The federal jobs data that the Bureau of Labor Statistics releases on the first Friday of each month at 8:30 a.m. Eastern time moves markets. Anyone with inside information on the results -- did the economy add or lose jobs? -- could easily profit off it.

That’s why the BLS draws a tight circle around those eligible to get jobs data before it is released to the public. The president of the United States is one of them, usually during the prior afternoon or evening. Everyone with advance access to the data at the BLS and the White House have to swear not to say anything about it until they're released. Leakers face the possibilities of fines and jail if they do otherwise.

At least, that's how it's supposed to work.

On Thursday night, Larry Kudlow, President Donald Trump's economic adviser, briefed Trump about the jobs data while they were travelling together aboard Air Force One. At 7:21 a.m. Friday, Trump tweeted that he was "looking forward" to seeing the numbers he had already been briefed on:

The impact on the markets was immediate: Yields on U.S. debt ticked higher as traders suddenly anticipated a positive jobs report -- an unusual moment, as my Bloomberg News colleague Lisa Abramowicz noticed:

Justin Wolfers, an economist at the University of Michigan, neatly summed up the problems Trump's tweet presented:

Ari Fleischer, a Republican who served in President George W. Bush's administration and has been an occasional Trump adviser, also took exception, tweeting: "This certainly was a no-no. The advance info is sacrosanct - not to be shared."

Aaron Sojourner, an economist at the University of Minnesota who has also helped prepare jobs report briefings for President Barack Obama and Trump, offered this thread on why he thought Trump's tweet was "wrong":

I also weighed in, writing: "Trump broke with decades of protocol and commented publicly about jobs report data about an hour before they were released by the Bureau of Labor Statistics.

My tweet spawned a strong backlash from Trump supporters, and their responses largely fell into two camps:

1) The jobs numbers are great, so I should focus on the positives rather than the negatives (indeed, unemployment dropped to its lowest level since 1969 as a higher-than-expected 223,000 jobs were added to the economy in May), and

2) So what? Just stop your sobbing you liberal jerk and #MAGA.On the first point: Today's jobs numbers were, indeed, great. But the momentum giving lift to the labor market began years ago during the Obama administration. Trump still needs another year or so in office before he and his supporters can lay sole claim to the macroeconomic gains we're seeing.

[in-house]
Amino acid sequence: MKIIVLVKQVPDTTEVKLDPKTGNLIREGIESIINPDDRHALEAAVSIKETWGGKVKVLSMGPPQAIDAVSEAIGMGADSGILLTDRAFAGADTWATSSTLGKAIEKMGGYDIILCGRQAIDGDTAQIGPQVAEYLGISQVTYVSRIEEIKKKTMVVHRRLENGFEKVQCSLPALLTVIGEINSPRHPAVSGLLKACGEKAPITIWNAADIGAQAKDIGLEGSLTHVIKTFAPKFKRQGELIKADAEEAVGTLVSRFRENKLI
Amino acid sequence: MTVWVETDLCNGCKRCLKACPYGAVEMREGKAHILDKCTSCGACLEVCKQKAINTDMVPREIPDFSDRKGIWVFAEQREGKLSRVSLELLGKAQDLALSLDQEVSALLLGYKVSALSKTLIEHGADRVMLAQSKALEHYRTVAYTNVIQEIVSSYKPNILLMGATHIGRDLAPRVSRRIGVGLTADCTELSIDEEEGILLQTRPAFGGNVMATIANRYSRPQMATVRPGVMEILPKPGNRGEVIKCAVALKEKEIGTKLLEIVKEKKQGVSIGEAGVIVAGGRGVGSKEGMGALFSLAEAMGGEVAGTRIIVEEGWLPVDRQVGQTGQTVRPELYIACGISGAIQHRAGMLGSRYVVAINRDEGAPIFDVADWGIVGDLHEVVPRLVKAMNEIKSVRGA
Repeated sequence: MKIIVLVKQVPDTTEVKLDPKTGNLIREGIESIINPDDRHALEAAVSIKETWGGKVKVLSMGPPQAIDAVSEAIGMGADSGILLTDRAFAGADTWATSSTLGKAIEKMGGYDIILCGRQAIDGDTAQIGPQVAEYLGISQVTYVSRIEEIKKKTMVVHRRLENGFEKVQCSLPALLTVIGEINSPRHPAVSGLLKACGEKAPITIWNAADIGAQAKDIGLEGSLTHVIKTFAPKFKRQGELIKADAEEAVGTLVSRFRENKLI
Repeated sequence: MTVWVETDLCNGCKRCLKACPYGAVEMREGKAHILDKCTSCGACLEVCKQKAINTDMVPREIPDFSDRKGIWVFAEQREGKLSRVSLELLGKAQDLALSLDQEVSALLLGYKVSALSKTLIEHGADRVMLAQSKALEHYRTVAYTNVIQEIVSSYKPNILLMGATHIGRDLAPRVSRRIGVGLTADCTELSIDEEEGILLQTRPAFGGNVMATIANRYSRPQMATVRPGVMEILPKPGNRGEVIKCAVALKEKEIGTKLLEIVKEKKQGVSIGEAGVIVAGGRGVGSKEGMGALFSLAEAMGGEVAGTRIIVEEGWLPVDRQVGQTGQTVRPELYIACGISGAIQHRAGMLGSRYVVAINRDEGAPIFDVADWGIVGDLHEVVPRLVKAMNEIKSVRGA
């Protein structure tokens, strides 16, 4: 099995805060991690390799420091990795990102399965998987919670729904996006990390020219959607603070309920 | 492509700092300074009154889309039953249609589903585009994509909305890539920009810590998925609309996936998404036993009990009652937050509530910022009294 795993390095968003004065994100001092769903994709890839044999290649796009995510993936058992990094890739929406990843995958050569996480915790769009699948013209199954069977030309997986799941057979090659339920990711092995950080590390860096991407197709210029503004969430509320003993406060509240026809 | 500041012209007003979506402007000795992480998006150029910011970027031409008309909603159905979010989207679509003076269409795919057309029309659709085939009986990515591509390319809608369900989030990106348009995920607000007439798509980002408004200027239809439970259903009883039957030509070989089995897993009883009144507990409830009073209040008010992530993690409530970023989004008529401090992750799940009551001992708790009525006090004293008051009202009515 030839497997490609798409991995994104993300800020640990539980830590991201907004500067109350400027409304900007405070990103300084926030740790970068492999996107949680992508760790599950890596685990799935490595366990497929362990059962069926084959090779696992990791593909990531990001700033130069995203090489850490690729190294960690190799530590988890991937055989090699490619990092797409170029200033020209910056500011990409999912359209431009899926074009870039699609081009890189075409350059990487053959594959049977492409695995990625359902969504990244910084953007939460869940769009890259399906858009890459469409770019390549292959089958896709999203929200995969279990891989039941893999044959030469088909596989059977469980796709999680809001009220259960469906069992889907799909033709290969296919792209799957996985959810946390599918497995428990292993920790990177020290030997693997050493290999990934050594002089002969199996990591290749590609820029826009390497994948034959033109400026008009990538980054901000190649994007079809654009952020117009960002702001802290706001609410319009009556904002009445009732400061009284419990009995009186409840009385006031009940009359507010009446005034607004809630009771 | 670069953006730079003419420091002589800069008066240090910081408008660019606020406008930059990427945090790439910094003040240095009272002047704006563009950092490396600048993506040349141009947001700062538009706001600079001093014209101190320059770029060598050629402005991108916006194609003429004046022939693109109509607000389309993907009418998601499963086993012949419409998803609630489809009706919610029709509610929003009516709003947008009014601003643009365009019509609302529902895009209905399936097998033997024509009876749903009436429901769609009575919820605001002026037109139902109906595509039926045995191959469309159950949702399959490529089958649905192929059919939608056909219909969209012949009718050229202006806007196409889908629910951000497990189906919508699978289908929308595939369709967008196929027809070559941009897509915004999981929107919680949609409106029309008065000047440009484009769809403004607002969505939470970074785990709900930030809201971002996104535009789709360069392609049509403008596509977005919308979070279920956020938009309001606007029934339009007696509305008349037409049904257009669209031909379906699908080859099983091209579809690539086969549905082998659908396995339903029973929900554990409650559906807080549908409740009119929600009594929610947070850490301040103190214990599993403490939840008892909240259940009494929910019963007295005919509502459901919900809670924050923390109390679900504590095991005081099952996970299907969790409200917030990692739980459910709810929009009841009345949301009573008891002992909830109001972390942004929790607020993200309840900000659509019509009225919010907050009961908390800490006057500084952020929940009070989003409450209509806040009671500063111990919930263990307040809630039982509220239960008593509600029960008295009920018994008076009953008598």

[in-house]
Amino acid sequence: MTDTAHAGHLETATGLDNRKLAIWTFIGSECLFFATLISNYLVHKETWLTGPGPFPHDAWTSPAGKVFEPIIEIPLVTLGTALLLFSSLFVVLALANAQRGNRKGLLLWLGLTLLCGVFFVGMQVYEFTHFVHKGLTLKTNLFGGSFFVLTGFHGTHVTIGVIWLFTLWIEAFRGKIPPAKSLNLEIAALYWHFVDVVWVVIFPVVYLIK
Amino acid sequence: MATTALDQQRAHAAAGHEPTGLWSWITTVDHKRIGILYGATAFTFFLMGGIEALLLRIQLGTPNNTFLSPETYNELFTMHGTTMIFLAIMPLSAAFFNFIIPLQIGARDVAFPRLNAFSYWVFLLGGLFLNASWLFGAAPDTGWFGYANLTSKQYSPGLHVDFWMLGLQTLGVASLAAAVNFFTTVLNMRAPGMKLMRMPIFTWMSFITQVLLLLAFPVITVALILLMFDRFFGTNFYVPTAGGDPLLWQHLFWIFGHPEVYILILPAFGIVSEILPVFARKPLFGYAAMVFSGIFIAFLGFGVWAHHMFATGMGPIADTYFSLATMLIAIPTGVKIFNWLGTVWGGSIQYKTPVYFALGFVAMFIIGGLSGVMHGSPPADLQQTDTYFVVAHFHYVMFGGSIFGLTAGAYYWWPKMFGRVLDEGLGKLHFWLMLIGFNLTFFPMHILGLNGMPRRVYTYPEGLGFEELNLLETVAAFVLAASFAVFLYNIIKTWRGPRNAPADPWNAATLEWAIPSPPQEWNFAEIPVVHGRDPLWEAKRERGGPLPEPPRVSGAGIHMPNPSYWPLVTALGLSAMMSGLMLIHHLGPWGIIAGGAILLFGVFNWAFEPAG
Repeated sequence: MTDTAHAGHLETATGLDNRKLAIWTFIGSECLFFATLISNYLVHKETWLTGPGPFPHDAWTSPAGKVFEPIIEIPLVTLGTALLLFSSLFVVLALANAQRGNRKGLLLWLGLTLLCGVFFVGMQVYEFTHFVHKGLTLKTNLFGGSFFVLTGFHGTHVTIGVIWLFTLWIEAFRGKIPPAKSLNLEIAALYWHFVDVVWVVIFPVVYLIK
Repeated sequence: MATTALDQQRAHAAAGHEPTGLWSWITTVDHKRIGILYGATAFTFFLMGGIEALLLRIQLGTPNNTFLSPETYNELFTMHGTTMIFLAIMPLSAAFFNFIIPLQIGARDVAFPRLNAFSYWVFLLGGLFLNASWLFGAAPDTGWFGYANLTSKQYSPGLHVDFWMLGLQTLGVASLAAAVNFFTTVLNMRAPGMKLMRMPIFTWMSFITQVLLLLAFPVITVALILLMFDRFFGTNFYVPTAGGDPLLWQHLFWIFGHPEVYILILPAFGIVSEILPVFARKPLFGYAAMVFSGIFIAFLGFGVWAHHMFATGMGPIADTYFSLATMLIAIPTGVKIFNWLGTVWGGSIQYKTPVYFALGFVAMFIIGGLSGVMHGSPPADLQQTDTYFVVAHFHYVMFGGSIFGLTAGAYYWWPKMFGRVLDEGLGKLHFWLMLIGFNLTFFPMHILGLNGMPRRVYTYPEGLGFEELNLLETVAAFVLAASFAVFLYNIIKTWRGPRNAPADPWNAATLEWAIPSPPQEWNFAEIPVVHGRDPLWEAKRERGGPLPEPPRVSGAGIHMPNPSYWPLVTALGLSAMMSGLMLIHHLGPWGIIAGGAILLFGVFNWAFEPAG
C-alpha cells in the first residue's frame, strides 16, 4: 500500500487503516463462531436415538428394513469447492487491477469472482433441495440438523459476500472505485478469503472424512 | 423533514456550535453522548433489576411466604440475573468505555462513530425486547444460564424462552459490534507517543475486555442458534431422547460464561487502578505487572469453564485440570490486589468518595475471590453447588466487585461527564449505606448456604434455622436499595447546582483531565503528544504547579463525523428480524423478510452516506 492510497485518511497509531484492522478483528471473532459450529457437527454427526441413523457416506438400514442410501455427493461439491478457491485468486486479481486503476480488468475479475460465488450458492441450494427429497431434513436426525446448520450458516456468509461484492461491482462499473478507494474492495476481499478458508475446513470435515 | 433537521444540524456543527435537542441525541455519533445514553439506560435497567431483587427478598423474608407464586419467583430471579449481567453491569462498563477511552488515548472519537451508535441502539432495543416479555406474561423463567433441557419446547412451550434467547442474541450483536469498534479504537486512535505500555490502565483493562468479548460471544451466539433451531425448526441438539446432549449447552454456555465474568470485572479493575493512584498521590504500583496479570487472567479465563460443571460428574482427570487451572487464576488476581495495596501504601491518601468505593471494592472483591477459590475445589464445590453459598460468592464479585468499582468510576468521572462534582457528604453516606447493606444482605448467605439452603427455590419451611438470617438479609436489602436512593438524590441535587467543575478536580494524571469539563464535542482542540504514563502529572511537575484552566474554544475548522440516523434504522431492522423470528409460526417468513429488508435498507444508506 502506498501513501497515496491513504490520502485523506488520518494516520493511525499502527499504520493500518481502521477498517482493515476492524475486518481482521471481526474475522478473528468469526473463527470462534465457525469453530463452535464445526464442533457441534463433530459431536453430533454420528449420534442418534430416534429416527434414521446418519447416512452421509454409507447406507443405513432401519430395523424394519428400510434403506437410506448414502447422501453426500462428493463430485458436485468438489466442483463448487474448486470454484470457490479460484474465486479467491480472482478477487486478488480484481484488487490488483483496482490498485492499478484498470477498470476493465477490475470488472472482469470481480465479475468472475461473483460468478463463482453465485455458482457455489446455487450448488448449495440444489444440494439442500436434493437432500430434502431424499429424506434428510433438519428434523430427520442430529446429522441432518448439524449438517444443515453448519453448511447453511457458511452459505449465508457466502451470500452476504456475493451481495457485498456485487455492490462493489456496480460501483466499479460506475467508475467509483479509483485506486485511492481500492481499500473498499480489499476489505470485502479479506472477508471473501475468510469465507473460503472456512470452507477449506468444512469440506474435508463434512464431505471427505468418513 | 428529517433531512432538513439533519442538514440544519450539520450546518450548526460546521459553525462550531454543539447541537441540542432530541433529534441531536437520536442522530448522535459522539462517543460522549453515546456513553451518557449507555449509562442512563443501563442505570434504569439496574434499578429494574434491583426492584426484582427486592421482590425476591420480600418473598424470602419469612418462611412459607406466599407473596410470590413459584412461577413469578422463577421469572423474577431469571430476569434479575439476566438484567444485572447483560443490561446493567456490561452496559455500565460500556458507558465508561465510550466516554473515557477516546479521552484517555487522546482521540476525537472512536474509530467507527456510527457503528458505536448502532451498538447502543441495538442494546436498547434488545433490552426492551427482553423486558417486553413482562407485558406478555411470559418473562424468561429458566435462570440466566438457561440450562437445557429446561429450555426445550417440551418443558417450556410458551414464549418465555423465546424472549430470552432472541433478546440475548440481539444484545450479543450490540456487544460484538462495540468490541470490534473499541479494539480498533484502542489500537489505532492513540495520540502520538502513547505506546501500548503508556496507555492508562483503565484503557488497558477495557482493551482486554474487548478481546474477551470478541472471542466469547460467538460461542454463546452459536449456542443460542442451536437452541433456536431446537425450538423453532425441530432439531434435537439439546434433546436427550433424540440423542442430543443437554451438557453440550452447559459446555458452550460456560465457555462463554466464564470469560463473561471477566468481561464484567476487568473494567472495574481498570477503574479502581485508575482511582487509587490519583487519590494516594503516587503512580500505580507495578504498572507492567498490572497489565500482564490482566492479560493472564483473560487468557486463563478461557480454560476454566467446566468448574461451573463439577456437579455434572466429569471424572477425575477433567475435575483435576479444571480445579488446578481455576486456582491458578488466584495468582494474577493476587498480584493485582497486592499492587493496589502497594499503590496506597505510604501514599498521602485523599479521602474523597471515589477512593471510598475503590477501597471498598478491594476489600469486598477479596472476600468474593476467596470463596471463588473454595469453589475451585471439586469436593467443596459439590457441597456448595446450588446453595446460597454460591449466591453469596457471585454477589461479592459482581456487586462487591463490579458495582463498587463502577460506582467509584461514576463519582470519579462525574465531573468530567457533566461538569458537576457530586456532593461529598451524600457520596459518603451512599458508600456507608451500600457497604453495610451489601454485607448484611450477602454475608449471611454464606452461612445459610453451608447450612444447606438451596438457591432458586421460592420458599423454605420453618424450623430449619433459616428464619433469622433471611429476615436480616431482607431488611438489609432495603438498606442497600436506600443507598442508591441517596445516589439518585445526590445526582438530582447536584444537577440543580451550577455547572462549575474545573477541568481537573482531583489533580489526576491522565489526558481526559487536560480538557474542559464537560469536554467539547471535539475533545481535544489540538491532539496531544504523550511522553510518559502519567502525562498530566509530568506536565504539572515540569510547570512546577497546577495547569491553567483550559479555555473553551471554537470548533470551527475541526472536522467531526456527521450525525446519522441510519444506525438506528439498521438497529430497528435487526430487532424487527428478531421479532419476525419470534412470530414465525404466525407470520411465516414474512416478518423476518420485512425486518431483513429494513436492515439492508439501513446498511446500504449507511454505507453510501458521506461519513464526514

On the second point: Saying "so what?" to Trump's serial disregard for process, tradition and the law isn't a valid critique -- it's actually central to the problem. Institutions, processes and the law exist so powerful individuals can't flout convention or break rules and norms simply because they feel like it or get a kick out of doing it.

There are bigger issues at stake. Government economists assemble the job report with great care and secrecy because policymakers and analysts depend on the data to make decisions that affect financial markets and countless lives. Globally, the U.S. government is considered a gold standard in terms of the quality and reliability of the information it releases – not a reputation worth trashing for a tweet.

Some Trump supporters disagree. Here’s what one Twitter inhabitant, @billiecat, had to say about my observation that Trump "broke with decades of protocol" in his leak about the jobs data:

I have no doubt that Trump followers like @billiecat want real change -- and real jobs. They clearly believe that Trump will deliver those things to them, protocol be damned. But in the absence of protocol you also can end up with a cult of personality fetching enough that you say "so what?" to almost any transgression. You stop caring.

There’s good reason to have deep concerns about Trump’s propensity for breaking the rules. After all, he has been playing fast and loose with information for some time now.

Back in 2002, when Trump was still just a businessman, the Securities and Exchange Commission forced his casino company to sign a cease and desist agreement after an investigation showed it had used “fraudulent” reporting tactics and doctored accounting in its public earnings statements.

After becoming president, he showed a similar inability to play it straight with valuable information. Last year, in a White House meeting with Russia's foreign minister and ambassador, he revealed highly classified information about a top-secret Israeli military operation (he was in the process of bragging to the Russian officials about the quality of his intelligence reports).

So we shouldn't be surprised that Trump -- either out of ignorance or just his historical and flagrant disregard for the law -- leaked the jobs market data. But we shouldn’t say it's par for the course, either. We shouldn't just say "So what?"